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The world looks with concern and unease to Kazakhstan, where its president has ordered shoot-to-kill orders against protesters; an announcement that comes as Russian propaganda spreads images of the intimidating deployment of its troops in the region to support the allied government.
Bloodbath after gas hike in Kazakhstan: president orders shoot-to-kill order against protesters
Kazakh authorities have already detained nearly 4,000 people and dozens have been killed, including members of the security forces.
It all started because of the rise in energy and fuel prices, -a trigger that added to the anger and political discontent-, and escalated rapidly, forcing Vladimir Putin, President of Russia, to make a show of force in the allied country.
In images distributed by the authorities themselves, a contingent of 2,500 Russian special forces soldiers can be seen, destined to quell the revolt of the population in Kazakhstan, an important ally of the Kremlin, and a country rich in gas and oil…
Shooting day and night in Almaty, epicenter of the revolts
In this scenario, shots ring out day and night in Almaty, the epicenter of the Kazakh revolts.
The violence has come as a surprise and threatens the stability of Russia’s ally: the government has resigned and the president is in a vulnerable situation. Protesters are attempting to take to the streets and have stormed government buildings and burned cars and infrastructure. Nearly 4,000 have been arrested and in view of the scale of the riots Kazakhstan’s own leader, Kasim Khomart Tokayev, has ordered military troops to open fire.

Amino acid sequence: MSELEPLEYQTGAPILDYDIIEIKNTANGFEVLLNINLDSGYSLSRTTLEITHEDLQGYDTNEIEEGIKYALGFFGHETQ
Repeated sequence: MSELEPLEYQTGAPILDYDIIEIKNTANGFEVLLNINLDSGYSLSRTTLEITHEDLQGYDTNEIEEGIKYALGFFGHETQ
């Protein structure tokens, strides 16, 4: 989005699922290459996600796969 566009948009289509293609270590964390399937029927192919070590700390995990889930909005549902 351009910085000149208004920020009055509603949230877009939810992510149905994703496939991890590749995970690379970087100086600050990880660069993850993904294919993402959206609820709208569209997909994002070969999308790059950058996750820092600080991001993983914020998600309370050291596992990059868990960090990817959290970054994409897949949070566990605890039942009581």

Dozens killed in violent protests
While the Russian contingent is already installed in the area, for the country’s authorities, however, any help seems to be too little to contain a revolt that threatens to spread. Although there is no exact number of deaths, there is talk of dozens, including members of the security forces.
Symbols of power are not safe, such as the statue of the country’s strongman, former president Nazarbayev, untouchable for 40 years. He is believed to have left the capital.